10 Things You Should Never Pour Down Your Drain

It can be tempting to treat your sink’s drain like a garbage hole, but some things you put down your drain can potentially negatively affect yourself, the environment, and your home. While most of your home’s plumbing system isn’t openly visible, you can easily protect it against clogging and corrosion. By instilling healthy habits that are easy to implement and just by being more mindful of what you flush down the drain, you can dodge expensive plumbing problems.

Here are 8 things not to pour down your drain:

Fruit pits/seeds

One of the seemingly unharmful items you may look over and absentmindedly toss down your sink with no second thoughts could be very damaging to your garbage disposal and plumbing system. Peach pits, pumpkin seeds, sunflower seeds, and the like are very likely to clog your sink, or even dent and break your garbage disposal’s blades.

Flour

Dried flour left on countertops is already a hassle to remove, so it’s no surprise that dumping flour in your sink will inevitably cause clogging and further damage. Because flour coagulates the moment it’s combined with water, the tacky flour and water mixture can cause your drain to get utterly stuck. And because pastas are made with flour, they will become sticky and catch other things in your pipes. Cooked or uncooked, these shouldn’t go down your drain to avoid damage.

Grease

The fat left in the pan after frying food solidifies at room temperature, and when you pour this grease down your sink, it will likely cool and harden inside your pipes. Not only will this cause drain blockages but also the fat may start to smell as it turns rancid. Grease includes cooked and/or melted fat from meat, bacon, sausage, poultry, skin from boiled poultry, and gravy.

Pasta/Rice

Pasta and rice are to watch out for. Rice grains can swell up and clump together when wet and these clumps can block your pipes. Also, pastas are made with flour, which will become sticky and catch other things in your pipes. Starchy food like pasta and rice should be disposed of properly and never dumped down your drain.

Coffee grounds

Although coffee grounds seem unassumingly small enough to not block your pipes, eventual build up can develop in your pipes and cause blockage and even damage your septic system (should you have one). Dispose coffee grounds in the garbage, or, better yet, use them for composting instead.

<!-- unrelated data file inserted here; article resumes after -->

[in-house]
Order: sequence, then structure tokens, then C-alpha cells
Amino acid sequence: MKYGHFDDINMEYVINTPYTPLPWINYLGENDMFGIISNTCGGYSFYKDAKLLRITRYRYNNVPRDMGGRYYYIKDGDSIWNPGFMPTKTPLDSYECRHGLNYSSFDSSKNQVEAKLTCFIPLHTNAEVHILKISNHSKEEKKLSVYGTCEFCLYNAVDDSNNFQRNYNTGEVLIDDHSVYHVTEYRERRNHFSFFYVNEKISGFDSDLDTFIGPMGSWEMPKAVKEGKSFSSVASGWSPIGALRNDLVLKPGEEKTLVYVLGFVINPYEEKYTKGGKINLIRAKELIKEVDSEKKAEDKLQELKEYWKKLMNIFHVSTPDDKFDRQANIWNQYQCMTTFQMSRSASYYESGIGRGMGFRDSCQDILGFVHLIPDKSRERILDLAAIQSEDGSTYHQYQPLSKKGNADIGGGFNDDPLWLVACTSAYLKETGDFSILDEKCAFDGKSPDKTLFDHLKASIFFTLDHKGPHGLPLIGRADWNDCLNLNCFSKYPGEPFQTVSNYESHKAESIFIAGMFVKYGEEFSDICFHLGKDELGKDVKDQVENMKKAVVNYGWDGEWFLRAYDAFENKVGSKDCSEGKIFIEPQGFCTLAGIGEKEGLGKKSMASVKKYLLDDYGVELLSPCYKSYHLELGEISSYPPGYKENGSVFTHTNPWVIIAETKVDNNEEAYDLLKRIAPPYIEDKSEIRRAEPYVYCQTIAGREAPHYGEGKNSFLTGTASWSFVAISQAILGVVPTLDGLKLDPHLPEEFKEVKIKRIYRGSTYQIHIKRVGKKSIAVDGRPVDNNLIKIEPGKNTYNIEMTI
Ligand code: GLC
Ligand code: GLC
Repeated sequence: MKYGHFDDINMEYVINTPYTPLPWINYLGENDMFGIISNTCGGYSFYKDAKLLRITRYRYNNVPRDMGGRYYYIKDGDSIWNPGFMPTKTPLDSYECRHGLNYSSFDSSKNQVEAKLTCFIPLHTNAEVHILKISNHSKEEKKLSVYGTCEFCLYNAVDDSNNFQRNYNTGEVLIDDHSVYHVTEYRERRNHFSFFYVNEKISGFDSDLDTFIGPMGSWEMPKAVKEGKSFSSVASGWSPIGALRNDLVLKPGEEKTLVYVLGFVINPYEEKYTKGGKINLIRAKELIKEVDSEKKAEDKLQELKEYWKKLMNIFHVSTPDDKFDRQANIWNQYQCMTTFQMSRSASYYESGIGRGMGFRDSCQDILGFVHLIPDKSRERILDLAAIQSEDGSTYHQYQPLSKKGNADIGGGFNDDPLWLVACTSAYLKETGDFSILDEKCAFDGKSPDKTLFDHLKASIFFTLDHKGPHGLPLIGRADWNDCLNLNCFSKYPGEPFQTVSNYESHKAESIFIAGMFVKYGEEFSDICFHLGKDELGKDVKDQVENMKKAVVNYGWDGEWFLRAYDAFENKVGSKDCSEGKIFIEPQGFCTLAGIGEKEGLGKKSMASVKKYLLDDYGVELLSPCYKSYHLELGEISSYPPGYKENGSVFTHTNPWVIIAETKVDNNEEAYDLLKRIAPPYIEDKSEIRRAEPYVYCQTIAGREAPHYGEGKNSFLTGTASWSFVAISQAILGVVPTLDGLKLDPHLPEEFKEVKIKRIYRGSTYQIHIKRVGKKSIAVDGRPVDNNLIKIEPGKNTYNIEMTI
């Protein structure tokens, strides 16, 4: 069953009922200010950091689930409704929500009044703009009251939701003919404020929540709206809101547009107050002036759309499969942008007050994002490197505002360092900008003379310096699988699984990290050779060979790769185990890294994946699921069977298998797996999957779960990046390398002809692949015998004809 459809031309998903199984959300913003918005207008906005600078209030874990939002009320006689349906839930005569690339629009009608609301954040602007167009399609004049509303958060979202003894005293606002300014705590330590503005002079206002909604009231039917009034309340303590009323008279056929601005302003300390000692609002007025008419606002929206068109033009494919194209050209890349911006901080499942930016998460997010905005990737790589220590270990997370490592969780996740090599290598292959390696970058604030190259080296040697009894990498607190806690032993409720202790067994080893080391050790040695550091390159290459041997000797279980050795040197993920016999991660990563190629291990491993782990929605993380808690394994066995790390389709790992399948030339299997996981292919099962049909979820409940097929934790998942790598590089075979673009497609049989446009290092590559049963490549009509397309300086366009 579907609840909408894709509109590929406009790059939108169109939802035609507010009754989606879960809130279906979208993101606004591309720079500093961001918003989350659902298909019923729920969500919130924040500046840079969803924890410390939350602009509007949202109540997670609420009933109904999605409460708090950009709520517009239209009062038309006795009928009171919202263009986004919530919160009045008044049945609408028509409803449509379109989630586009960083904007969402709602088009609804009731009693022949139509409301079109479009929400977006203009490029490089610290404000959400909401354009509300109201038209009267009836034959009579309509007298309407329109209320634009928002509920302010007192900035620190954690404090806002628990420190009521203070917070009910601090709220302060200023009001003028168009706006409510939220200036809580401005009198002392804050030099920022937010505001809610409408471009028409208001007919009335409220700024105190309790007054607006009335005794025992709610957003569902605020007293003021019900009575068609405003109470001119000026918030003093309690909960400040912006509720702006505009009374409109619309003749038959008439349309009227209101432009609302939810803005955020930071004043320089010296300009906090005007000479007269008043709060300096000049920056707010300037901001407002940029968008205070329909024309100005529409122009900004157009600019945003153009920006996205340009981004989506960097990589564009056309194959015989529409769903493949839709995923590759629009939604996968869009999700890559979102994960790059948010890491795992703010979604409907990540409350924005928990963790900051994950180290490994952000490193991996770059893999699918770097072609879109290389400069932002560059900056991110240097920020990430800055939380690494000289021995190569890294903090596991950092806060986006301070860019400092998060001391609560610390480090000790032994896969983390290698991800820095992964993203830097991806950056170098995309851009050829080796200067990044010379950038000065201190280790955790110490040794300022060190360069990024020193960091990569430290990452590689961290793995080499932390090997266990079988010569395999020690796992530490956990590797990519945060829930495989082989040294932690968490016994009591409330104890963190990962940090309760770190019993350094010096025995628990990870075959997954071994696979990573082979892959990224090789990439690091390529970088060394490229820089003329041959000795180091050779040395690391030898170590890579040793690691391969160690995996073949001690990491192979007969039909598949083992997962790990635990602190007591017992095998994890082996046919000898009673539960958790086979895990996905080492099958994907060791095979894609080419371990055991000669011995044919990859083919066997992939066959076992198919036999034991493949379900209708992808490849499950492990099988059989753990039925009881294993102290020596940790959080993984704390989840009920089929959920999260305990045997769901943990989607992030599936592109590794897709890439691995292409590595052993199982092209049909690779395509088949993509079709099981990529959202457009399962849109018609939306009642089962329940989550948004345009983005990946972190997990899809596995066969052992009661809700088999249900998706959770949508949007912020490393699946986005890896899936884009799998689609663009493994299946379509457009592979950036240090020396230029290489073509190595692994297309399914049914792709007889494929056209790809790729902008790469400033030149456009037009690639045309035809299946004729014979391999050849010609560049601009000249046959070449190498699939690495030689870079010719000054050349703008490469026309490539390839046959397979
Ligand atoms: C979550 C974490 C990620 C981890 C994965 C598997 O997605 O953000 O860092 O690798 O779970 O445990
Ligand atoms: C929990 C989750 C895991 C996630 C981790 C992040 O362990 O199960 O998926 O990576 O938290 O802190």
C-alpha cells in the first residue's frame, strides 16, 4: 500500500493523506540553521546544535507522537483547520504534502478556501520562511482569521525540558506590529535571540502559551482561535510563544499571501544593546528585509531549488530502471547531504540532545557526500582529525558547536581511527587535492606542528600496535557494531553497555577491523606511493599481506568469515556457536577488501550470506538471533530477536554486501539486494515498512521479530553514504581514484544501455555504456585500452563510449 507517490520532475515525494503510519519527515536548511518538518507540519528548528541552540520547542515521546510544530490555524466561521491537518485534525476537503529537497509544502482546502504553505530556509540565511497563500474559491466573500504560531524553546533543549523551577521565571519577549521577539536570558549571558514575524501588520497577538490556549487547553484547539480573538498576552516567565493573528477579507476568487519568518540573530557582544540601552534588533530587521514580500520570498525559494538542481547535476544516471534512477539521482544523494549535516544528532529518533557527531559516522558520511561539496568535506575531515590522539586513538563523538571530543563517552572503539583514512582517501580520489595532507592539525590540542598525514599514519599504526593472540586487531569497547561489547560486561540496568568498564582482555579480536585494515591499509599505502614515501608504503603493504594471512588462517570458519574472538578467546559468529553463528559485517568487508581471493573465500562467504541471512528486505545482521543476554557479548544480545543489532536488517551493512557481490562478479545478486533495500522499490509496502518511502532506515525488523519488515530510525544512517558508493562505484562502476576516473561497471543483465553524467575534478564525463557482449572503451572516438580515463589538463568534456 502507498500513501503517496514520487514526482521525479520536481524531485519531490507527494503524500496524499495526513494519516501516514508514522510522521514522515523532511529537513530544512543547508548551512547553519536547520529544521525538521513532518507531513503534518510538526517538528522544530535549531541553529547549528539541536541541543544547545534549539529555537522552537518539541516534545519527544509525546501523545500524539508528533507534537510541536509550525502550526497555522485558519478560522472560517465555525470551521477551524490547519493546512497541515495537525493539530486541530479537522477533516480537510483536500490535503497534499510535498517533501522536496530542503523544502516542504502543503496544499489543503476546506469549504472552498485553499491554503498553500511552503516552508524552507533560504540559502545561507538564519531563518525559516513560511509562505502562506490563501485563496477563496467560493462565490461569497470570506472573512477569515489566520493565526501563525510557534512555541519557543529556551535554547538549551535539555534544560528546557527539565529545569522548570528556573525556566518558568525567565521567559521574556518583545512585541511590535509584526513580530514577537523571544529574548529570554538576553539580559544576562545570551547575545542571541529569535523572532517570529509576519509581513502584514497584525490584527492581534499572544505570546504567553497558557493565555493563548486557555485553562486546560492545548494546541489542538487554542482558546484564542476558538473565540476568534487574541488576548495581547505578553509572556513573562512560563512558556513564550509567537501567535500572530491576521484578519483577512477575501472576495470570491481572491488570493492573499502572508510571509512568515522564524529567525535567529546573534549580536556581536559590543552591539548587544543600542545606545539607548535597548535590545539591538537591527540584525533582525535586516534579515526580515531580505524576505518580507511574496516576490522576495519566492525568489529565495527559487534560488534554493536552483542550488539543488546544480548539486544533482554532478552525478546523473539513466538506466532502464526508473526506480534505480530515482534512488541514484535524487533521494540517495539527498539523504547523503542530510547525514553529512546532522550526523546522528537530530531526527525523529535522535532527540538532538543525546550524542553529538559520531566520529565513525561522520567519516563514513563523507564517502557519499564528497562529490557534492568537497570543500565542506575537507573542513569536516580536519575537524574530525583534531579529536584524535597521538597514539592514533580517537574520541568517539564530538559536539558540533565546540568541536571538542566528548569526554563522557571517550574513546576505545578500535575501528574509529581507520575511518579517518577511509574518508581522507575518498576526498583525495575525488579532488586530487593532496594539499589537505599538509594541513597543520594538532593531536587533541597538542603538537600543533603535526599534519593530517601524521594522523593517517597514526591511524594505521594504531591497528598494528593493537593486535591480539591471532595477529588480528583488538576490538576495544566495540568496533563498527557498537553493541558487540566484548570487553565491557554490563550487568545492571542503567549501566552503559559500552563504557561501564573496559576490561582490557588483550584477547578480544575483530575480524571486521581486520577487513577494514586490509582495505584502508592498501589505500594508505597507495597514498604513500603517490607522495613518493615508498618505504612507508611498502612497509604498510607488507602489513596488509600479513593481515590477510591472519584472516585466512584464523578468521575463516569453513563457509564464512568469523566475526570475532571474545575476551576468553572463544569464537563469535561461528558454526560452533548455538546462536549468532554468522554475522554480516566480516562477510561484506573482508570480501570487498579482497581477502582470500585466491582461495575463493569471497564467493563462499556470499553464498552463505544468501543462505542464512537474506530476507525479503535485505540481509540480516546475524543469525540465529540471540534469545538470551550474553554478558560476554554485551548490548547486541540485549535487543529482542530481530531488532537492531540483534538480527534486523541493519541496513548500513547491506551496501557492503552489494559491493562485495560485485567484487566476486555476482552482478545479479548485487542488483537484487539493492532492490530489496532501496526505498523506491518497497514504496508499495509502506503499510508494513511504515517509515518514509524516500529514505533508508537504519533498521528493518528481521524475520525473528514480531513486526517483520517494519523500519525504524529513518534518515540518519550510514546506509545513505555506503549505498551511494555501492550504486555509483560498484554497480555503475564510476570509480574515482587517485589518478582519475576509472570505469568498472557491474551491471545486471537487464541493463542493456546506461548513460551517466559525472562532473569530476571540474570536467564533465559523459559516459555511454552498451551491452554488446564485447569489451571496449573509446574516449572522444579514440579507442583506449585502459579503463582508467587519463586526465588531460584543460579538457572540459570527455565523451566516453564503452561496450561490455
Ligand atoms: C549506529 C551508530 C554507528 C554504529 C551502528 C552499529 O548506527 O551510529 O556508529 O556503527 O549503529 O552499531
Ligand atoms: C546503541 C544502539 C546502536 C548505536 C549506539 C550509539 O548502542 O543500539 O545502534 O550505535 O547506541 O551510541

‘Flushable’ products

Wet wipes contain congealed grease and will not disintegrate like toilet paper does. These products don’t break down properly and often get caught on other things, leading to large clots in pipes. Another example of ‘flushable’ products includes cat litter, which remains highly absorbent after being flushed down. The toxins from cat feces may also pose a threat to marine life. This damages and harms wastewater treatment centers.

Car fluids

Motor oil, transmission fluids, and other similar chemicals should be kept away from your drain. Although these items keep our cars running smoothly, they can create massive damage to our pipes as well as expose toxic chemicals into the water supply.

Paper products

Paper products such as paper towels, cotton balls, and feminine hygiene products must always be disposed of in the trash because they are extremely absorbent and will easily clog your pipes.

Cleaning products

Many contain phosphates, antibacterial agents, and other compounds that aren’t removed at the water treatment plant and can be hazardous to the ecosystem. A common household cleaning product includes bleach, and although it may not do much harm to your plumbing system when flushed down the drain, it can be more toxic once exposed to other cleaning products that contain ammonia.

Fecal matter

Not only will this clog your drain, but it increases the risk of public infection as well. Although some cat litter claim to be ‘flushable’, these could still carry harmful bacteria and vermin and should never be discarded down your drain.

Maintenance is better than repair

Expensive plumbing expenses are implicated whenever your drains and pipes break down. What better way to prevent this by being more aware of what goes down the sink and avoid expensive plumbing costs. Now, next time you pour something down your sink, be pretty sure that it won’t clog it up or hunt you in the future. Keeping your home and plumbing intact doesn’t always have to be a chore but can also just be a simple everyday habit!

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